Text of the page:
The Compatibility Support Module (CSM) is a mode within the Unified Extensible Firmware Interface (UEFI) that offers legacy BIOS compatibility. This is the ultimate solution when you’re trying to boot your OS from an MBR-partitioned drive that requires legacy BIOS features.
When enabled, it provides BIOS functions that are omitted in the UEFI mode. While most modern systems are pre-built with UEFI, you require legacy BIOS if you wish to install an older OS or reduce its bitness (for example, 64-bit to 32-bit).
If your UEFI BIOS doesn’t have the CSM option, you might find other terms like Legacy Supportor Legacy + UEFI modes. Both are synonymous with CSM and perform the same task. But how is CSM different from UEFI? This comprehensive guide should help you learn about their technical differences.
Basics to BIOS and UEFI
BIOS (Basic Input/Output System) is firmware stored on a ROM chip that is responsible for starting the computer once you press the power button. It consists of codes that perform the POST operation and carries out the basic functions that run your computer.
Once you turn on your PC, the motherboard powers up and checks whether all the hardware components are working flawlessly(this is called POST). During this process, you should see some messages or visual changes on the screen before the OS boots up. In case there’s an error, the OS won’t boot, and you’ll encounter an error or hear a POST beep (if enabled).
After POST, BIOS loads the necessary drivers, checks for the valid MBR (Master Boot Record), and then loads the bootstrap code into the RAM. Finally, the bootloader loads the operating system files and hands over the control to the OS.
You may opt for Legacy BIOS if you’re not worried about memory protection, paging, virtual memory, and more. It has many limitations—maximum disk capacity of just 2.2 TB, allows running multiple OS without changing any BIOS settings (a major security issue), and slower boot time.
To overcome these problems, EFI was introduced in the 1990s. After its last version EFI 1.10, the name was subsequently changed to UEFI in the early 2000s.
Unlike the legacy BIOS that stores the initialization data in the firmware, UEFI keeps it in the .efi file inside the EFI system partition of a GPT drive. While it does the same job as BIOS, they differ in terms of various factors, including partition scheme, user interface, boot speed, security, compatibility, and more.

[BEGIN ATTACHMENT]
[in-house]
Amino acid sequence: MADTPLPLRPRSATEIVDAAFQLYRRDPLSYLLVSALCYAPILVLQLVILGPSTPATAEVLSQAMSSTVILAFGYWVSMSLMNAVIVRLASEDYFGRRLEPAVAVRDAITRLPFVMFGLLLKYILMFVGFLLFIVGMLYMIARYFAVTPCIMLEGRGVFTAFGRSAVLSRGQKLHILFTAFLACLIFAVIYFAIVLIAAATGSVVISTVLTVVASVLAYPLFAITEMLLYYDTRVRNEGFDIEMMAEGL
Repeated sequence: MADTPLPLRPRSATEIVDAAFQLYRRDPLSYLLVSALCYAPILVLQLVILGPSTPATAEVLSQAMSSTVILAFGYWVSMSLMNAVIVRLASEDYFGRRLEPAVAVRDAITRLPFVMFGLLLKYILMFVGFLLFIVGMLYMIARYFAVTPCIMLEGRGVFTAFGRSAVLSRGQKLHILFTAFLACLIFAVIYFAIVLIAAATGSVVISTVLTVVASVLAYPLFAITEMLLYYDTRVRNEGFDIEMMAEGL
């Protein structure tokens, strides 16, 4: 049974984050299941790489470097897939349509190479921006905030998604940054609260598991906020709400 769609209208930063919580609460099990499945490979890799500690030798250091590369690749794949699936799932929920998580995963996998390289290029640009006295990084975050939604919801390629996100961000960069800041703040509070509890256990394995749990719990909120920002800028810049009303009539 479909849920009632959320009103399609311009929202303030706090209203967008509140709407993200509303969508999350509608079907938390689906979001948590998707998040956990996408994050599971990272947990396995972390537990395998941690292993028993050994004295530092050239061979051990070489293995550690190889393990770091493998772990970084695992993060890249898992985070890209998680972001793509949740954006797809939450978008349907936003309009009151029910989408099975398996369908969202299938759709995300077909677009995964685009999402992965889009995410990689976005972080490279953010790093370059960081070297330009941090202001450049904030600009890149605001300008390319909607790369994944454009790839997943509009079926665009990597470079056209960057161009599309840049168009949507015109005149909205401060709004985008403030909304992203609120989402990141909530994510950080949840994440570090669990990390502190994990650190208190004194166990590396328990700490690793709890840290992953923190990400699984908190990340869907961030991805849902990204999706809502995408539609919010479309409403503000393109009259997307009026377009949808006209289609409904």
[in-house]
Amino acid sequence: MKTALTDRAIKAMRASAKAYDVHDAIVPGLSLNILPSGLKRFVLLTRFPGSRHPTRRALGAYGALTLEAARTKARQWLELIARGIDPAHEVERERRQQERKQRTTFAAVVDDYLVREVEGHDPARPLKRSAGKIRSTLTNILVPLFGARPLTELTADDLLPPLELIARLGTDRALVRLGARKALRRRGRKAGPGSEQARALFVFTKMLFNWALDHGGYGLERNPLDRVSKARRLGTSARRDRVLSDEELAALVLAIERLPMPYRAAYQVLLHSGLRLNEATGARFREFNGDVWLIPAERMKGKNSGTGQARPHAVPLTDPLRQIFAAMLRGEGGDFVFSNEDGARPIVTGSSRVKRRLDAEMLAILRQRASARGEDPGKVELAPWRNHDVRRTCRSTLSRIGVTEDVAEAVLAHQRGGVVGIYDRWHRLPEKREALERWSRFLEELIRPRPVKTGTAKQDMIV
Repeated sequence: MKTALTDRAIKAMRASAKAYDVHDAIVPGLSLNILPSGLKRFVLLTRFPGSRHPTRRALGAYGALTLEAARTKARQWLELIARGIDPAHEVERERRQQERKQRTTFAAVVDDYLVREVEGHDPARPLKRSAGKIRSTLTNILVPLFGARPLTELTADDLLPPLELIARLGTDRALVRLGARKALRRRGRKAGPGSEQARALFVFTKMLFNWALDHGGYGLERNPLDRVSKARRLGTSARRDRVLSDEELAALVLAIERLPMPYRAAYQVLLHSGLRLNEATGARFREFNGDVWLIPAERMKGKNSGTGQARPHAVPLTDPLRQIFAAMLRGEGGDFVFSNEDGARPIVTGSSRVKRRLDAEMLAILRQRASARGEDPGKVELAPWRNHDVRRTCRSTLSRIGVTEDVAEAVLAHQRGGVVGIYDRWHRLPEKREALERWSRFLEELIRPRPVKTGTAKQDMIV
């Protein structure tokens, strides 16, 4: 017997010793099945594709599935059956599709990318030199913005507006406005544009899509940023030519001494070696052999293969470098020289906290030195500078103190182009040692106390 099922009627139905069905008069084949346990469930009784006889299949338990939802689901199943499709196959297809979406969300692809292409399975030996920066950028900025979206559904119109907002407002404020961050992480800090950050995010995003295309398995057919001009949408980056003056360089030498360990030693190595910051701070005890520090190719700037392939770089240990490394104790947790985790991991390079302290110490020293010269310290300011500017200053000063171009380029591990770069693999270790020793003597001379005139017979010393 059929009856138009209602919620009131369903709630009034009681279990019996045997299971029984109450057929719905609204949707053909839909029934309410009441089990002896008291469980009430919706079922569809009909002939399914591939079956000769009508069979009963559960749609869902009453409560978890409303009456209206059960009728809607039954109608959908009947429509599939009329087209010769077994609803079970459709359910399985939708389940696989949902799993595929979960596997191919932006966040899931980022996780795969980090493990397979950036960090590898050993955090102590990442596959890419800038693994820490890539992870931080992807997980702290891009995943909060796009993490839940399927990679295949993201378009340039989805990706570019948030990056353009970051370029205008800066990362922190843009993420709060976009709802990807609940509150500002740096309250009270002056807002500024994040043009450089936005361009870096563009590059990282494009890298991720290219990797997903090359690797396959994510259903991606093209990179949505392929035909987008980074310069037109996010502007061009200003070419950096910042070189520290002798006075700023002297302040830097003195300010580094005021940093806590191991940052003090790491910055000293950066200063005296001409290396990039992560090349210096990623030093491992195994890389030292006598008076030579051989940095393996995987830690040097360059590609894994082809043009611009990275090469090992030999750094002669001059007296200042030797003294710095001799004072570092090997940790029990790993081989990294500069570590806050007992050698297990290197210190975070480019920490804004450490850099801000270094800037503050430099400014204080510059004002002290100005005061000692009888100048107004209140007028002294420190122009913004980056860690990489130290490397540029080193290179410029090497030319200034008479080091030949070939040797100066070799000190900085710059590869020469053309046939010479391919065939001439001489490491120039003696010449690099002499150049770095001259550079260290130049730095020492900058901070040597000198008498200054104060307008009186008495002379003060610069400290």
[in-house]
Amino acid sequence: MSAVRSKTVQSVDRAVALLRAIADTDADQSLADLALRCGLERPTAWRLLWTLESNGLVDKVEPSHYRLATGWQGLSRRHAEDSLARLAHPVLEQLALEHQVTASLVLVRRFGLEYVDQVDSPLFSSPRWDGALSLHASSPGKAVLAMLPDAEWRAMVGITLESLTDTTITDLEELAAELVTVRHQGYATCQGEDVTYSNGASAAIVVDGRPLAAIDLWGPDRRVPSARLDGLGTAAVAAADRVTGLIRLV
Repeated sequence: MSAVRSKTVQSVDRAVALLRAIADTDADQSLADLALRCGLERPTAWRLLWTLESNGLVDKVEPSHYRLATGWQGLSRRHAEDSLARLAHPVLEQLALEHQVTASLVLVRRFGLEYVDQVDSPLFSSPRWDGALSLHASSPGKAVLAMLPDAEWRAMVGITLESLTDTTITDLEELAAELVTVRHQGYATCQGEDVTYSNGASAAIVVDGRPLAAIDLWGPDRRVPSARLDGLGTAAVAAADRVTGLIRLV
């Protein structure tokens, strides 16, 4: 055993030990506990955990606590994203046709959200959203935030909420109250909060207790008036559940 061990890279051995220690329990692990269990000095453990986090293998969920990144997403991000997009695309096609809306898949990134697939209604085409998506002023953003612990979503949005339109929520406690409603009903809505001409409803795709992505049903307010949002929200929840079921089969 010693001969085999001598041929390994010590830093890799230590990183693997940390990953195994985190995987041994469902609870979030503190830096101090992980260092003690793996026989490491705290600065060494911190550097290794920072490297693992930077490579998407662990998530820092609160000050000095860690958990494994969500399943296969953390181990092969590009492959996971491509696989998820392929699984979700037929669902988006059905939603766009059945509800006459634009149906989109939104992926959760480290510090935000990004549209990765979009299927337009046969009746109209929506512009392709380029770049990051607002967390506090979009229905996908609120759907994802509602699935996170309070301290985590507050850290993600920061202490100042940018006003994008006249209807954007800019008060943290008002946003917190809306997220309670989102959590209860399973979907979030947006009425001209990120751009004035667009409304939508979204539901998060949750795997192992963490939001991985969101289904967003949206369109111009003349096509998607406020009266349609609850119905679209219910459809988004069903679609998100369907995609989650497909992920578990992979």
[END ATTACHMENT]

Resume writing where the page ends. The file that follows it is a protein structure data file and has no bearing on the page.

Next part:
Well, UEFI can support a drive capacity of up to 9.7 ZB and are also incredibly faster in comparison to the legacy BIOS. Additionally, it offers the Secure Boot feature which works by verifying the state of the boot chain. This prevents your PC from unauthorized booting.
While the Legacy BIOS could only operate in 32-bit, the newer UEFI can run on both 32-bit and 64-bit. Also, it has introduced enhancing features like better GUI, fast booting, efficient power and system management, etc.
Despite these benefits, you may still require Legacy BIOS if you want to run an older OS that doesn’t support UEFI. For this purpose, some UEFI-based systems offer a feature called CSM, which I shall discuss in detail later.
Older Windows versions (upto Windows 10 supported)
Newer Windows versions (from Vista onwards)
What is CSM?
Now that you’re aware of both Legacy and UEFI BIOS, it’s going to be easy to understand CSM (Compatibility Support Module). To put it simply, this is not a separate BIOS interface but a feature within the UEFI that allows you to boot in legacy mode.
In modern systems that incorporate UEFI, it should be disabled by default. If you’re installing Windows Vista or later, you can leave this as it is. However, if you want to set up Windows 7 or an earlier version on a GPT drive, it’s essential to enable CSM to provide Int10 support.
The CSM feature adds backward functionality to EFI such that traditional legacy BIOS can be used. Here, you’re simply creating a BIOS environment in UEFI such that it becomes compatible with older hardware and operating systems.
As mentioned earlier, we use CSM for two primary reasons—to install an older OS that doesn’t support UEFI or to install one with a different bit. Besides, I also recommend using CSM if you find bugs in the firmware or you frequently swap MBR-partitioned drives.
An important thing to note when enabling CSM is that some important UEFI features, like Secure Boot and Fast Boot get disabled. Clearly, your computer is going to be less secure, and the boot speed also decreases.
Differences Between CSM and UEFI
CSM and UEFI are both boot modes that you can find on your BIOS settings. Most users mistake CSM as a separate interface, which is not true. It’s simply a feature within the UEFI settings that allows Legacy BIOS compatibility.
Sometimes, you might come across a separate “Legacy” option which is entirely different from CSM. This feature within the BIOS settings can let you change from UEFI to Legacy completely and vice versa.
In this section, I will discuss the differences between CSM and UEFI in terms of hardware and software compatibility, bitness support, partition scheme, storage capacity, boot speed, and security.
Some older hardware components might not be compatible with the latest UEFI BIOS. In such a case, enabling the CSM mode can help the devices supporting legacy functions to work in a UEFI system.